News of the “program” we were doing spread like wild fire in our community: parents told other parents; we sent informative research findings to our referring doctors; I presented to local civic groups; newspapers and news stations wanted a story; and the sharing of testimony on social media has educated many. We quickly grew from a 1-unit IM facility to a 4-unit IM facility.
We work with many struggling students with poor auditory processing skills, weak memory skills and ineffective phonological awareness abilities. In the beginning of my IM work I believed I should use this tool only when a client was not progressing using traditional treatment methods. Then suddenly after starting IM – voilà– those target skills suddenly emerged. I quickly realized that for a large number of the cases I work with, IM is the way to start. Now we generally begin a treatment program with IM and then introduce other modalities directly related to the client’s deficit profile. Over the years I have experimented with the incorporation of IM with traditional therapies/modalities and started to develop ways of intertwining them based on their established goals. After a client becomes comfortable with the IM process and is making unconscious responses to the beat, I begin to introduce Best Practice techniques into the IM sessions. The ways to do this are endless and so much fun to develop. One example is to work on written syllable blending during IM. This is a skill many of our poor readers lack. I have 2 sets of cue cards with progressive levels of syllable components per word. The first card has the syllables broken by a dash (ca-len-dar). We read and say each syllable on the IM beat. When the client can independently sound out the word, then I present the cue card with the joined word and the client reads it on the beat.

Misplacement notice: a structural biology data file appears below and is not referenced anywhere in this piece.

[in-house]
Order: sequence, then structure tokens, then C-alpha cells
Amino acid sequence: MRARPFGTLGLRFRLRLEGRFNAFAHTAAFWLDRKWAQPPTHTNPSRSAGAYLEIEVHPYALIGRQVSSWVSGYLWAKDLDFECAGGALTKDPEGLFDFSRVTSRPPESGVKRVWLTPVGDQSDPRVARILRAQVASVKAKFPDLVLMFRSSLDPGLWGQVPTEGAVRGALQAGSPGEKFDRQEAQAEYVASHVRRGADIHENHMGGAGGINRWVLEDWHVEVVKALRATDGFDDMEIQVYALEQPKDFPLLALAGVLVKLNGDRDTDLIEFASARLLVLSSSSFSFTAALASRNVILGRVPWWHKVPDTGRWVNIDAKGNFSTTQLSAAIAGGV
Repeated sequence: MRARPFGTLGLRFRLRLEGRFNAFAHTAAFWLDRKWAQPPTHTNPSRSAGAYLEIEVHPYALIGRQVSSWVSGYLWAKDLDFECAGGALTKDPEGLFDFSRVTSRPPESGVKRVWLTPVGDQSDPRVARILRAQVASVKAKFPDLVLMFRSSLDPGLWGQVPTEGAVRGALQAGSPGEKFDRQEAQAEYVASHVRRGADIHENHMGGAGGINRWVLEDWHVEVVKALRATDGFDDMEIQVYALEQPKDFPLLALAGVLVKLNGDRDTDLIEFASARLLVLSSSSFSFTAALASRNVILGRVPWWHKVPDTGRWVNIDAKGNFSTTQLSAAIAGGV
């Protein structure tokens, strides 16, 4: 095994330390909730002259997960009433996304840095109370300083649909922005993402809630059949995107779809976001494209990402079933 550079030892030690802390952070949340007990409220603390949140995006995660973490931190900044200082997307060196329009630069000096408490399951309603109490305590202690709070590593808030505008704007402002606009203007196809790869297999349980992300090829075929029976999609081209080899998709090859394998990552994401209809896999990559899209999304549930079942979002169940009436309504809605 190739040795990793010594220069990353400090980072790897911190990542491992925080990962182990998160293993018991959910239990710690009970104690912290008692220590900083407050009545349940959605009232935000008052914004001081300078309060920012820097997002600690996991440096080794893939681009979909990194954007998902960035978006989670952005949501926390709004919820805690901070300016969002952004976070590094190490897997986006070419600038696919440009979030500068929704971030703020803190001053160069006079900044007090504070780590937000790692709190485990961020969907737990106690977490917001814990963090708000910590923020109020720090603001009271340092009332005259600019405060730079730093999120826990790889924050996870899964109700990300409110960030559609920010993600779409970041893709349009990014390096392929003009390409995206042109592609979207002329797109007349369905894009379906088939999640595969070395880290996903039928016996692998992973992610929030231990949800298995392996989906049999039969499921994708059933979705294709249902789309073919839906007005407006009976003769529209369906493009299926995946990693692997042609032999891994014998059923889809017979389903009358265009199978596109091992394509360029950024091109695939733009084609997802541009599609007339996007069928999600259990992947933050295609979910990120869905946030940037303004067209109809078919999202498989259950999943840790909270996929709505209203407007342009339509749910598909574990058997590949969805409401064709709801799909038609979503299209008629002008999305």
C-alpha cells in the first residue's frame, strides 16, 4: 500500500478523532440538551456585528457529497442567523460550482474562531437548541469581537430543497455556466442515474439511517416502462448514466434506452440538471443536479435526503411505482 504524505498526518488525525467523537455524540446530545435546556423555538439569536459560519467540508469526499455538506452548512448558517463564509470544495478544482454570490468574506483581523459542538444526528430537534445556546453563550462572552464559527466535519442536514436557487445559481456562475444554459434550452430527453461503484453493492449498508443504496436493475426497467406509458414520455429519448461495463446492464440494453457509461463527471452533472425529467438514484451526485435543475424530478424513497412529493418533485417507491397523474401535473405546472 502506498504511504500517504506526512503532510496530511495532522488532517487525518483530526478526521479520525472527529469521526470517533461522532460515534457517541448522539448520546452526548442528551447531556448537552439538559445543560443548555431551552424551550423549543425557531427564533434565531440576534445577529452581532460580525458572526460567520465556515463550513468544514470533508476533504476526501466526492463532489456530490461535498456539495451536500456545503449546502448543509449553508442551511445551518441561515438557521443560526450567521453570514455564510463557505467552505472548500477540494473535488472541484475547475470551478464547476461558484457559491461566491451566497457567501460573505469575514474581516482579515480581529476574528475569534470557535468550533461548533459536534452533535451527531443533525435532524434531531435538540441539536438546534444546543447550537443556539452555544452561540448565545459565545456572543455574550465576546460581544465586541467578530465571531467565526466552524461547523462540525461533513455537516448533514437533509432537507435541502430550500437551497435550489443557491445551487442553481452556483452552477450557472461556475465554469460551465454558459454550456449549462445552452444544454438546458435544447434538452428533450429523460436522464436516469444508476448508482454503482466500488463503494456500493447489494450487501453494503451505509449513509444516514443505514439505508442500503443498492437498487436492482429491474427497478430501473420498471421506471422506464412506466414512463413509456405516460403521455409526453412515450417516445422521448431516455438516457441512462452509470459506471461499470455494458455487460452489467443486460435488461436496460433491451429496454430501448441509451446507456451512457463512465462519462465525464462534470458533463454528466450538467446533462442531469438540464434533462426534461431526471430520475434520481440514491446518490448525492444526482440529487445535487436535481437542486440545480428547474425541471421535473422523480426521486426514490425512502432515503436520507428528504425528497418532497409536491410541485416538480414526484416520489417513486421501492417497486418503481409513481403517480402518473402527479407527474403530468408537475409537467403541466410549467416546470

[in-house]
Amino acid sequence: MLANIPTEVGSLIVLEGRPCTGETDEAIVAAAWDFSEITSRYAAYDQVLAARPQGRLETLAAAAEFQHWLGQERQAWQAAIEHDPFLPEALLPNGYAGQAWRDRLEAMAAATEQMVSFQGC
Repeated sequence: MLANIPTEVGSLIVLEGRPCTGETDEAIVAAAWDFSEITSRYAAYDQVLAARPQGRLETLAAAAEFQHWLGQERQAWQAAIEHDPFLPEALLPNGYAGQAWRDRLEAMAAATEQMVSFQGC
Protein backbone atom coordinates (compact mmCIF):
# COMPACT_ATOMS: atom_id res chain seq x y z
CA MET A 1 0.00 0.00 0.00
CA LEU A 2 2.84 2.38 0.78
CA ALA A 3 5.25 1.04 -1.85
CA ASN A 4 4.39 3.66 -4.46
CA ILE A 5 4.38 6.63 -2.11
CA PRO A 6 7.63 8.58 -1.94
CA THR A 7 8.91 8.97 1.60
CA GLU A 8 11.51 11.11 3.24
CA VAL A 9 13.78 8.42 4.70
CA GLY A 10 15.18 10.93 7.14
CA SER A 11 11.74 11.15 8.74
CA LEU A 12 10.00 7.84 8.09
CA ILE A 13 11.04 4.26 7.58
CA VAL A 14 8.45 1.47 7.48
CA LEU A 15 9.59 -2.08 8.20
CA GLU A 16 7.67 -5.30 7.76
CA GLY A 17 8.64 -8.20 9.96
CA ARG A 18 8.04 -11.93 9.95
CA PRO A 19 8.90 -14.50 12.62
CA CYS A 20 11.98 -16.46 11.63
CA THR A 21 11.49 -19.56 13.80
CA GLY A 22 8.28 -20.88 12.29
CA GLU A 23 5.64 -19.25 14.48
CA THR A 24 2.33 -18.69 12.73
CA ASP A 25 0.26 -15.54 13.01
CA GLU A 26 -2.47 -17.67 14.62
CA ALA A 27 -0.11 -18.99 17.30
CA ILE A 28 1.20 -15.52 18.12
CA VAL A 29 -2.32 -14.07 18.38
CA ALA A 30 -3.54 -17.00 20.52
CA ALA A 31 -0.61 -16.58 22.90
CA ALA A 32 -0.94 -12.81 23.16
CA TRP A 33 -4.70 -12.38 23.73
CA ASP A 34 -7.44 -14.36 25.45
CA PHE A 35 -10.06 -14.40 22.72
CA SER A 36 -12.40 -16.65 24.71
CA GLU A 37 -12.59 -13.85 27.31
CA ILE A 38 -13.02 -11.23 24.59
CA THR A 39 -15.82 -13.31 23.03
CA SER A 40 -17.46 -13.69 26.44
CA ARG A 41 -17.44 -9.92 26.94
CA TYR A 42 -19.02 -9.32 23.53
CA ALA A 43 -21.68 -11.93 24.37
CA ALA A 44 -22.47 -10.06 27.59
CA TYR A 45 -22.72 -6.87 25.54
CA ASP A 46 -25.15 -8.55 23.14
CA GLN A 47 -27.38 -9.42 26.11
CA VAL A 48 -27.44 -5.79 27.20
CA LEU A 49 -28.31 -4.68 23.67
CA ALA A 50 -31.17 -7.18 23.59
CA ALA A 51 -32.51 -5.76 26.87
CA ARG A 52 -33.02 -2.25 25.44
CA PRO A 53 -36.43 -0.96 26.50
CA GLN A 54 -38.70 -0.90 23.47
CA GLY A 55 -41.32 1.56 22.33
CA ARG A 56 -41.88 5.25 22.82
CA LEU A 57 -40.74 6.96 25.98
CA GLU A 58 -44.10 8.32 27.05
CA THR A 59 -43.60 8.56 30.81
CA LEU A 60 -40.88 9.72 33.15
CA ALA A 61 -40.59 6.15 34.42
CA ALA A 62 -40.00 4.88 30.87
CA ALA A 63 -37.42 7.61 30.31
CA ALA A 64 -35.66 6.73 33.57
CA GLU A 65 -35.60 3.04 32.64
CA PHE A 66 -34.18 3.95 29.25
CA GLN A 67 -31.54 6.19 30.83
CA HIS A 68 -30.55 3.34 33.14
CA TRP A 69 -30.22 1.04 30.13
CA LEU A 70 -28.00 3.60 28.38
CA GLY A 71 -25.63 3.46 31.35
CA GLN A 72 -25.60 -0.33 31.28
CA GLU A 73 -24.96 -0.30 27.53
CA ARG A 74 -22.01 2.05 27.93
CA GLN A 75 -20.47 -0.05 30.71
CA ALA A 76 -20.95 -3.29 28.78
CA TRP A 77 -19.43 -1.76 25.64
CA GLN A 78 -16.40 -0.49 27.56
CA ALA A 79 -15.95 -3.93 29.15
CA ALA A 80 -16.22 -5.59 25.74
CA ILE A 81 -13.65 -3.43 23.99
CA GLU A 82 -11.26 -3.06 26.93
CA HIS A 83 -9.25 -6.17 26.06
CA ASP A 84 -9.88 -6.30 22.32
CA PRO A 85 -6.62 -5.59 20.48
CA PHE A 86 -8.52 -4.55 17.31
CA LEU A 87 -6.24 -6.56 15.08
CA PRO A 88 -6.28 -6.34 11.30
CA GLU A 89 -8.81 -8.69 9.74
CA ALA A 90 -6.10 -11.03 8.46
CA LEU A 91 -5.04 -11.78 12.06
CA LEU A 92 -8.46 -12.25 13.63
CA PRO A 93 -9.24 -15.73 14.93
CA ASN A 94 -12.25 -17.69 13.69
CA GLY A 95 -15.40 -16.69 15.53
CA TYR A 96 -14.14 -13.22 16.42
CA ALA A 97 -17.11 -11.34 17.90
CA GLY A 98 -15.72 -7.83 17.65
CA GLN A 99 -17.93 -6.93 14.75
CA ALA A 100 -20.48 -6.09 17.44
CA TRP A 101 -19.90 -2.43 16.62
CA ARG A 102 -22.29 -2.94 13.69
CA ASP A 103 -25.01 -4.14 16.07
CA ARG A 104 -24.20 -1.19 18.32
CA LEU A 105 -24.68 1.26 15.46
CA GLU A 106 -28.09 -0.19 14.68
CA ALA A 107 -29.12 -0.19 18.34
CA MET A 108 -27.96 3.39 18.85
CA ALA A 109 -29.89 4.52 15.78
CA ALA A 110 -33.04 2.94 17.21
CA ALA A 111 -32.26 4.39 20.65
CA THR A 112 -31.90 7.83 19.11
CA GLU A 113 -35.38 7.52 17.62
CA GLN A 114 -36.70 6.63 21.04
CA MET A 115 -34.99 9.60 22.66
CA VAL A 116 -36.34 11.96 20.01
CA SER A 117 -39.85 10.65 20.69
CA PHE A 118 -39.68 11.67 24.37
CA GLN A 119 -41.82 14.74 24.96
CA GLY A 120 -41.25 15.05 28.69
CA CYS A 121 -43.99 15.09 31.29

The following are two of the many examples that drives me to educate others to the principles of IM:
*A parent was told her son would probably never learn how to read…he is now in college.
*The mom of a child with severe Schizencephaly (a rare birth defect which causes slits or clefts in the cerebral hemispheres of your brain) once told me, “I am scared to think where we would be today without IM.” This child is excelling in his language and learning skills and is at the top of his class.